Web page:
Periodontitis combined with smoking increases risk of the ulcerative colitis: A national cohort study.
World J Gastroenterol. 2020 Oct 07;26(37):5661-5672
Authors: Kang EA, Chun J, Kim JH, Han K, Soh H, Park S, Hong SW, Moon JM, Lee J, Lee HJ, Park JB, Im JP, Kim JS
BACKGROUND: Periodontitis is a chronic inflammation of periodontal tissues. The effect of periodontitis on the development of inflammatory bowel disease (IBD) remains unclear.
AIM: To assessed the risk of IBD among patients with periodontitis, and the risk factors for IBD related to periodontitis.
METHODS: A nationwide population-based cohort study was performed using claims data from the Korean National Healthcare Insurance Service. In total, 9950548 individuals aged ≥ 20 years who underwent national health screening in 2009 were included. Newly diagnosed IBD [Crohn’s disease (CD), ulcerative colitis (UC)] using the International Classification of Disease 10th revision and rare intractable disease codes, was compared between the periodontitis and non-periodontitis groups until 2017.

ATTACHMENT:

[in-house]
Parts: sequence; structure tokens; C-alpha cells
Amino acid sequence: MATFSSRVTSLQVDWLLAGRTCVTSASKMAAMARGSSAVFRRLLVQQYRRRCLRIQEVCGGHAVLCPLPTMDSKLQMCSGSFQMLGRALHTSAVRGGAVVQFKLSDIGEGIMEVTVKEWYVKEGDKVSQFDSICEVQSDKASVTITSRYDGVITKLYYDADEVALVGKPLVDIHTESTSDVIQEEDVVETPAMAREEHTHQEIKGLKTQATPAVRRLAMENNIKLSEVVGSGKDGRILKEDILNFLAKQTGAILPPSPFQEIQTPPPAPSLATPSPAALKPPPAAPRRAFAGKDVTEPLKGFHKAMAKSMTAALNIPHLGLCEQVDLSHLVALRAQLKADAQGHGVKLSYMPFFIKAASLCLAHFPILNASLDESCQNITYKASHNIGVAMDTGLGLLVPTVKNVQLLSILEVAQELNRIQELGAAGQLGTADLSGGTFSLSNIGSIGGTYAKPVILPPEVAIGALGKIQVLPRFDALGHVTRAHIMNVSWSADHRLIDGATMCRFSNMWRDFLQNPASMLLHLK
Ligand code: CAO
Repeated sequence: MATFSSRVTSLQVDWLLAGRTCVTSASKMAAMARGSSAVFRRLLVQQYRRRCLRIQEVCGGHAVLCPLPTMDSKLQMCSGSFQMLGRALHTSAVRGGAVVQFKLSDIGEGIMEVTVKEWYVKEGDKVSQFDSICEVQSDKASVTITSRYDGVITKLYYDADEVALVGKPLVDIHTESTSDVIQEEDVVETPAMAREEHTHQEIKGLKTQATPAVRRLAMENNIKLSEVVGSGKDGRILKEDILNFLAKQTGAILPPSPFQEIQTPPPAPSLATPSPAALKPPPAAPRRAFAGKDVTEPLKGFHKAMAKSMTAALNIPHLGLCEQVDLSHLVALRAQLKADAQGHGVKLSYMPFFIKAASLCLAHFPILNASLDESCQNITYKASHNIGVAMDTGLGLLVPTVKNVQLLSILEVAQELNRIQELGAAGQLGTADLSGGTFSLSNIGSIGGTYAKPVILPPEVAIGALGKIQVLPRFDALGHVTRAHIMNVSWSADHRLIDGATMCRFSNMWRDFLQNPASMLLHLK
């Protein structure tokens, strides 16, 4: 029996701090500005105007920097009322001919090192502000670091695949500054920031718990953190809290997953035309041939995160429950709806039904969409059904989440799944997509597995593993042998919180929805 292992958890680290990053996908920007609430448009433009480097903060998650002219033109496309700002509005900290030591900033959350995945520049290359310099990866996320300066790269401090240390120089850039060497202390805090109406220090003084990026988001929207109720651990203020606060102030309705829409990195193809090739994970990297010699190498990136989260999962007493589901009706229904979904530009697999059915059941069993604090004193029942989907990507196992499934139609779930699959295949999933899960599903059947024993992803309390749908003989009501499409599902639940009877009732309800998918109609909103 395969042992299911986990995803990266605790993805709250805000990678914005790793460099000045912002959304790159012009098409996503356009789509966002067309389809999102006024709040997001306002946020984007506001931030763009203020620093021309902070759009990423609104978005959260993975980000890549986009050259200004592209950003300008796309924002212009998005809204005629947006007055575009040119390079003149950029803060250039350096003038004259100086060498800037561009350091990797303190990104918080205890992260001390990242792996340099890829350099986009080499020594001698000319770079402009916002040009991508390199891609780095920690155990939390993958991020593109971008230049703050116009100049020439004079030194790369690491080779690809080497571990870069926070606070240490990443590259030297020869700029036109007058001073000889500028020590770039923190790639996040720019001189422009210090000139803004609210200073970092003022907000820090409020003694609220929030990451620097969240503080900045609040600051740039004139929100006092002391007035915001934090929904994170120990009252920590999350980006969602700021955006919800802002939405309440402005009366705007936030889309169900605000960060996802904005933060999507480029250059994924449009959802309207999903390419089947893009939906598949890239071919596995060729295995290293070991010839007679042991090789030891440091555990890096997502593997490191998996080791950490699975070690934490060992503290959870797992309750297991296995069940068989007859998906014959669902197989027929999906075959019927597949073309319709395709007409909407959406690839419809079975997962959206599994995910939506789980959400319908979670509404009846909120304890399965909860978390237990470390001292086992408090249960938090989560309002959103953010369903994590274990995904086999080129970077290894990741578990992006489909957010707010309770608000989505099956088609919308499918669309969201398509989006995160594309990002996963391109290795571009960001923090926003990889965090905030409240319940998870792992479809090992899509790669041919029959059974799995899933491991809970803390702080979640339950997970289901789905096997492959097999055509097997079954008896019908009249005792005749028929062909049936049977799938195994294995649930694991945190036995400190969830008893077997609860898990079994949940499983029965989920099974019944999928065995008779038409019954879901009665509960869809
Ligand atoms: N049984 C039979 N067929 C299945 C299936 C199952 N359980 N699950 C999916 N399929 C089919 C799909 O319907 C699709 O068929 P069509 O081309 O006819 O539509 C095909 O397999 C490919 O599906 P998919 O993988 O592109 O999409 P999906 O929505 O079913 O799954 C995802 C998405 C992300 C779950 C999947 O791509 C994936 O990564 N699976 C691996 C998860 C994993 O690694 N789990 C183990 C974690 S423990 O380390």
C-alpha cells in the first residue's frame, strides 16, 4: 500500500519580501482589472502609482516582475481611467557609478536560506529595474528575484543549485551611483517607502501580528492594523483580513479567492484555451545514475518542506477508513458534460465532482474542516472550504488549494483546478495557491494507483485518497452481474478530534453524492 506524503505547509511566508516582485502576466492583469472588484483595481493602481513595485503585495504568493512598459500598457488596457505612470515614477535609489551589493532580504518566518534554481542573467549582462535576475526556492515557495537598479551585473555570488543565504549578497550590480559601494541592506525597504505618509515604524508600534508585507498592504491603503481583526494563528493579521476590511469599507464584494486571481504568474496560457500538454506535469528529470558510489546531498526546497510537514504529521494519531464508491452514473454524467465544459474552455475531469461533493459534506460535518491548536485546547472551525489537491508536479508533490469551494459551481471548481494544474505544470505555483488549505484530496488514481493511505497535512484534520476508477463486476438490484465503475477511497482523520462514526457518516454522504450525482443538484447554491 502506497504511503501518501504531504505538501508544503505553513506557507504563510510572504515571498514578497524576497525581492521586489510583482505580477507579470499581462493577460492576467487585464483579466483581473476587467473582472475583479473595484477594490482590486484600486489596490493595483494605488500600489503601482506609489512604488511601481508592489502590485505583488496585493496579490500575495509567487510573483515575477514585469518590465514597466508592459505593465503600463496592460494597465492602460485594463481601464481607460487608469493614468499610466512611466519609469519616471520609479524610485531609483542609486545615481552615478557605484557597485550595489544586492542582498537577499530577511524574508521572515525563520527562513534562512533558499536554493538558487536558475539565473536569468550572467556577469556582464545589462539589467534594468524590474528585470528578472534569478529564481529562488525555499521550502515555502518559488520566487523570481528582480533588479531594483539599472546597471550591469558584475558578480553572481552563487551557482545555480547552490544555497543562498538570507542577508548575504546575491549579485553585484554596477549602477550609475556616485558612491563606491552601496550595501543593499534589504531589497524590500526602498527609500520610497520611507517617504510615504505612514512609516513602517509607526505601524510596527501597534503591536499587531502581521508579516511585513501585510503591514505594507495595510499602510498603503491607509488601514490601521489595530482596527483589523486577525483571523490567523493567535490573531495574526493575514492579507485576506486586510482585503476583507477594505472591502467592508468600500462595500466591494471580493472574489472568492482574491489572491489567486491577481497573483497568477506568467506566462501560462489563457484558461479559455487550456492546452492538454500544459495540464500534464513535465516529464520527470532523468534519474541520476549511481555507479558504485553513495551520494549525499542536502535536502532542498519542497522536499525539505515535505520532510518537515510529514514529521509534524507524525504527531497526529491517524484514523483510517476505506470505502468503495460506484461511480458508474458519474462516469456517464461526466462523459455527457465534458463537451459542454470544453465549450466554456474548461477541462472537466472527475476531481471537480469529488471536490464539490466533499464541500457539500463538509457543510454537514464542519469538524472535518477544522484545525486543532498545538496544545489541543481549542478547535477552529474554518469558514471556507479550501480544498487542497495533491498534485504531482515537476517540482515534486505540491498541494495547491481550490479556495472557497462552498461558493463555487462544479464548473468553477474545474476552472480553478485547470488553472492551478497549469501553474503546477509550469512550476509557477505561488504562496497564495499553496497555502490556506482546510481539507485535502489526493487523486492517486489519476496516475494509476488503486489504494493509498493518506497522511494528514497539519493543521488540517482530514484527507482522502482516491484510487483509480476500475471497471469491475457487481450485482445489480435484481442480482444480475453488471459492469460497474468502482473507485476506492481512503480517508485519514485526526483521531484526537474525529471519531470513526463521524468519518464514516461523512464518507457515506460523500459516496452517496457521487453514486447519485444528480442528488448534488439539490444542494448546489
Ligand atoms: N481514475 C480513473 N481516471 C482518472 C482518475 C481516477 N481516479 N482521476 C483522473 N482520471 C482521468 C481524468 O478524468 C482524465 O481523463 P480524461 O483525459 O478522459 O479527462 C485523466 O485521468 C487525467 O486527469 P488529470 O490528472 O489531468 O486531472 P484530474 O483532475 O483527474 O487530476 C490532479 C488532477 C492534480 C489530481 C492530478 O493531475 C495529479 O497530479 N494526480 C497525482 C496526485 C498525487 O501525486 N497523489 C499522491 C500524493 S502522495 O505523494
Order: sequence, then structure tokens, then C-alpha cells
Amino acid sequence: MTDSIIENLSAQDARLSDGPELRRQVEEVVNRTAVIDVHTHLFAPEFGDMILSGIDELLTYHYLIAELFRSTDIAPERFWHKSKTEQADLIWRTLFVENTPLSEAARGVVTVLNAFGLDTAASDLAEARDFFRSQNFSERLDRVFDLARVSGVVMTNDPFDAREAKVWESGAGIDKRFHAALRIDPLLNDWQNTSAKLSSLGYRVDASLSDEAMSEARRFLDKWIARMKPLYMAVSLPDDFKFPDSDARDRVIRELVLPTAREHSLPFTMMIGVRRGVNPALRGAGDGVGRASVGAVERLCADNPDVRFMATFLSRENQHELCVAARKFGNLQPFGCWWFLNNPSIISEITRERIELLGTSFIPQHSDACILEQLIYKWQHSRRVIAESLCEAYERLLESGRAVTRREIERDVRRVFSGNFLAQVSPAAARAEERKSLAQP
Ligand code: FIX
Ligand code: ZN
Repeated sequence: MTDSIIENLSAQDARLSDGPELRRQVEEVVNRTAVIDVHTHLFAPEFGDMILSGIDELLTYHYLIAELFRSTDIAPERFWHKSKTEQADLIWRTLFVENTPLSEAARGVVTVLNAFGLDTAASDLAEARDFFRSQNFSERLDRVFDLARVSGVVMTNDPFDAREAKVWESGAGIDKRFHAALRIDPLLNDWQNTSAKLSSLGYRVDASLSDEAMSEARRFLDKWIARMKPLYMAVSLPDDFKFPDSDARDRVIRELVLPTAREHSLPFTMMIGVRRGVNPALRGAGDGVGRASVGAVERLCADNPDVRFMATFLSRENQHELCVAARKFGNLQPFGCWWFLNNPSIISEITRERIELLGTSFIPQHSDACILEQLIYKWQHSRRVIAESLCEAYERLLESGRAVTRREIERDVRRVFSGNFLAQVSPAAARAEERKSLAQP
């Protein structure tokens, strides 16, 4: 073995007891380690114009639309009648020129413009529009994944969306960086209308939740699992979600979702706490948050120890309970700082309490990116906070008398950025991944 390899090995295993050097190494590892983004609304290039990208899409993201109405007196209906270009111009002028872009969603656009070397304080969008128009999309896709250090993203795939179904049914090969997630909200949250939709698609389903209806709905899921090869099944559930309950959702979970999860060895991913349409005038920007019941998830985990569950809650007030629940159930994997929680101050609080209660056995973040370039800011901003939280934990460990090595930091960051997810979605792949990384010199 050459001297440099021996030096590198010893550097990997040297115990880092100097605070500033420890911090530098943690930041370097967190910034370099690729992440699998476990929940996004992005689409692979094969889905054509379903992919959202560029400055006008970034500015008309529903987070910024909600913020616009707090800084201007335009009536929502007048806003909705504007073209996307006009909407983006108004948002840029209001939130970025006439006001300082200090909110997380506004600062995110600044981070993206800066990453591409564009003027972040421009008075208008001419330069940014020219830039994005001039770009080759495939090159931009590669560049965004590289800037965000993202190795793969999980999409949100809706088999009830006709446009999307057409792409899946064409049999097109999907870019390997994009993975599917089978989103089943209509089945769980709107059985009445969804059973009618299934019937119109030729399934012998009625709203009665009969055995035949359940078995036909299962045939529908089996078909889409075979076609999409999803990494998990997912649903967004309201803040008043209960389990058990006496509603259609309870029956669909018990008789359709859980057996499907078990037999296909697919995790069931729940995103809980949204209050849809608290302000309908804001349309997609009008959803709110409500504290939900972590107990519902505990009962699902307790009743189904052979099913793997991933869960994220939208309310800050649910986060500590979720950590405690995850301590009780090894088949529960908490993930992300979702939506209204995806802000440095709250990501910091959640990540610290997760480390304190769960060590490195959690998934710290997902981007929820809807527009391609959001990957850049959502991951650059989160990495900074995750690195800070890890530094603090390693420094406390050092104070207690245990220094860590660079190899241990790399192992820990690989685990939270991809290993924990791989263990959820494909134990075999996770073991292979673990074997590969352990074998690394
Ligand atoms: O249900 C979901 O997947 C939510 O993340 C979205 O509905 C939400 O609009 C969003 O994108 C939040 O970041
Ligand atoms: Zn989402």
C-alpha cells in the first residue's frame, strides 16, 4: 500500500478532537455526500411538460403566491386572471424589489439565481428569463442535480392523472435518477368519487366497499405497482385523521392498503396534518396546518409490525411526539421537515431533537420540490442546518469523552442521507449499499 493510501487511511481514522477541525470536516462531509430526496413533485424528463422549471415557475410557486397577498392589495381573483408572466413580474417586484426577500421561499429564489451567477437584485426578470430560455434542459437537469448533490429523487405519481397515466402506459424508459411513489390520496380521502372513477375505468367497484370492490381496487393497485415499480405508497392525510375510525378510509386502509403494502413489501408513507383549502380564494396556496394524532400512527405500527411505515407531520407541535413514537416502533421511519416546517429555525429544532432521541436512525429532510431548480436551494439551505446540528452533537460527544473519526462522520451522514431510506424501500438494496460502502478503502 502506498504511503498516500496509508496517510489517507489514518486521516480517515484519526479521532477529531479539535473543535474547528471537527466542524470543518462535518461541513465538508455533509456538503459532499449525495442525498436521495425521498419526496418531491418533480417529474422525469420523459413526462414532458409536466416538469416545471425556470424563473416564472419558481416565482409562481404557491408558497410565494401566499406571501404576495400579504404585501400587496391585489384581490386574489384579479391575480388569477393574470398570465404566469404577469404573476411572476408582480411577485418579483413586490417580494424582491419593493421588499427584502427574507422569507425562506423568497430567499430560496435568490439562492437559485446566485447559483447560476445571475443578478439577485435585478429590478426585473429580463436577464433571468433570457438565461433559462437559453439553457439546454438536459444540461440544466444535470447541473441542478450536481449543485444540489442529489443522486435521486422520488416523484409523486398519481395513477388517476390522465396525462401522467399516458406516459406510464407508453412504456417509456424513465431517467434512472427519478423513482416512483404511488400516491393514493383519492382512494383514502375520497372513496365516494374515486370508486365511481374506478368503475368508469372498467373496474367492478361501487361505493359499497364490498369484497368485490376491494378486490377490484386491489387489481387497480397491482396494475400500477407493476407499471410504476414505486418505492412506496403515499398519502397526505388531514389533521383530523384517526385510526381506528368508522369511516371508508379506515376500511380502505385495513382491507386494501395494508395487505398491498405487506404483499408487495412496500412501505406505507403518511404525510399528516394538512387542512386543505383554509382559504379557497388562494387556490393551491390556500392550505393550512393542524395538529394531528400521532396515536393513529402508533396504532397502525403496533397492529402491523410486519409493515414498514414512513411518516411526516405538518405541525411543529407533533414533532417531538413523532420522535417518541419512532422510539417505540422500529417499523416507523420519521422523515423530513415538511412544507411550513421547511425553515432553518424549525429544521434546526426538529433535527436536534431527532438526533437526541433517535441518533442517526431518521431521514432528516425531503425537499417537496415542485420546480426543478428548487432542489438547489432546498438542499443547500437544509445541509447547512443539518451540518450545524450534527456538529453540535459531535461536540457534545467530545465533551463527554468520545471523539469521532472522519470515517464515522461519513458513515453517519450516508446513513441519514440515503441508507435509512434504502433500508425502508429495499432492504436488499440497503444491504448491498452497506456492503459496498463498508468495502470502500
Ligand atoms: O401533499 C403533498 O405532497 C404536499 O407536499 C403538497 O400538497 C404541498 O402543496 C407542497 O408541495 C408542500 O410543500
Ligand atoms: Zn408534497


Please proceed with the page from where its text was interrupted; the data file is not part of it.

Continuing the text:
RESULTS: A total of 1092825 individuals (11.0%) had periodontitis. Periodontitis was significantly associated with older age, male gender, higher body mass index, quitting smoking, not drinking alcohol, and regular exercise. The mean age was 51.4 ± 12.9 years in the periodontitis group and 46.6 ± 14.2 years in the non-periodontitis group (P < 0.01), respectively. The mean body mass index was 23.9 ± 3.1 and 23.7 ± 3.2 in the periodontitis and non-periodontitis groups, respectively (P < 0.01). Men were 604307 (55.3%) and 4844383 (54.7%) in the periodontitis and non-periodontitis groups, respectively. The mean follow-up duration was 7.26 years. Individuals with periodontitis had a significantly higher risk of UC than those without periodontitis [adjusted hazard ratio: 1.091; 95% confidence interval (CI): 1.008-1.182], but not CD (adjusted hazard ratio: 0.879; 95% confidence interval: 0.731-1.057). The risks for UC were significant in the subgroups of age ≥ 65 years, male gender, alcohol drinker, current smoker, and reduced physical activity. Current smokers aged ≥ 65 years with periodontitis were at a 1.9-fold increased risk of UC than non-smokers aged ≥ 65 years without periodontitis.
CONCLUSION: Periodontitis was significantly associated with the risk of developing UC, but not CD, particularly in current smokers aged ≥ 65 years.
PMID: 33088159 [PubMed – in process]
Full Text Link: https://libkey.io/33088159